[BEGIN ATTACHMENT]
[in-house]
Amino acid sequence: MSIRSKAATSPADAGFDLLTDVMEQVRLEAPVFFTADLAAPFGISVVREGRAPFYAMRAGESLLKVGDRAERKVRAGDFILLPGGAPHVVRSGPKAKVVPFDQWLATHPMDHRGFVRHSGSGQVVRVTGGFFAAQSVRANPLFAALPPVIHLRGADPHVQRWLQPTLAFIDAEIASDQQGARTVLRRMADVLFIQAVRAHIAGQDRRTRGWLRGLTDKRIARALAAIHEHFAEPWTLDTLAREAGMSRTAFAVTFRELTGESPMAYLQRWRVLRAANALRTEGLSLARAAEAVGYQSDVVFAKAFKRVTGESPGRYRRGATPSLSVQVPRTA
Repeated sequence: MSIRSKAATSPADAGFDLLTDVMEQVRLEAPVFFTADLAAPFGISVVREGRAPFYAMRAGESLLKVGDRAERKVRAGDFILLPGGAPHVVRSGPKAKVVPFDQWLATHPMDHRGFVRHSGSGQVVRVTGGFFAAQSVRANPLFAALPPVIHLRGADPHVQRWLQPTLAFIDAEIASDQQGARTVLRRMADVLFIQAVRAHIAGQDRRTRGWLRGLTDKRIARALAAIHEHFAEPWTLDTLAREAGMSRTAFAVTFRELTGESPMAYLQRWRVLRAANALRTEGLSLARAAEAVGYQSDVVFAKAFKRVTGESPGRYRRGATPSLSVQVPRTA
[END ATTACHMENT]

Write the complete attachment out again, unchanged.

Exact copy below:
[in-house]
Amino acid sequence: MSIRSKAATSPADAGFDLLTDVMEQVRLEAPVFFTADLAAPFGISVVREGRAPFYAMRAGESLLKVGDRAERKVRAGDFILLPGGAPHVVRSGPKAKVVPFDQWLATHPMDHRGFVRHSGSGQVVRVTGGFFAAQSVRANPLFAALPPVIHLRGADPHVQRWLQPTLAFIDAEIASDQQGARTVLRRMADVLFIQAVRAHIAGQDRRTRGWLRGLTDKRIARALAAIHEHFAEPWTLDTLAREAGMSRTAFAVTFRELTGESPMAYLQRWRVLRAANALRTEGLSLARAAEAVGYQSDVVFAKAFKRVTGESPGRYRRGATPSLSVQVPRTA
Repeated sequence: MSIRSKAATSPADAGFDLLTDVMEQVRLEAPVFFTADLAAPFGISVVREGRAPFYAMRAGESLLKVGDRAERKVRAGDFILLPGGAPHVVRSGPKAKVVPFDQWLATHPMDHRGFVRHSGSGQVVRVTGGFFAAQSVRANPLFAALPPVIHLRGADPHVQRWLQPTLAFIDAEIASDQQGARTVLRRMADVLFIQAVRAHIAGQDRRTRGWLRGLTDKRIARALAAIHEHFAEPWTLDTLAREAGMSRTAFAVTFRELTGESPMAYLQRWRVLRAANALRTEGLSLARAAEAVGYQSDVVFAKAFKRVTGESPGRYRRGATPSLSVQVPRTA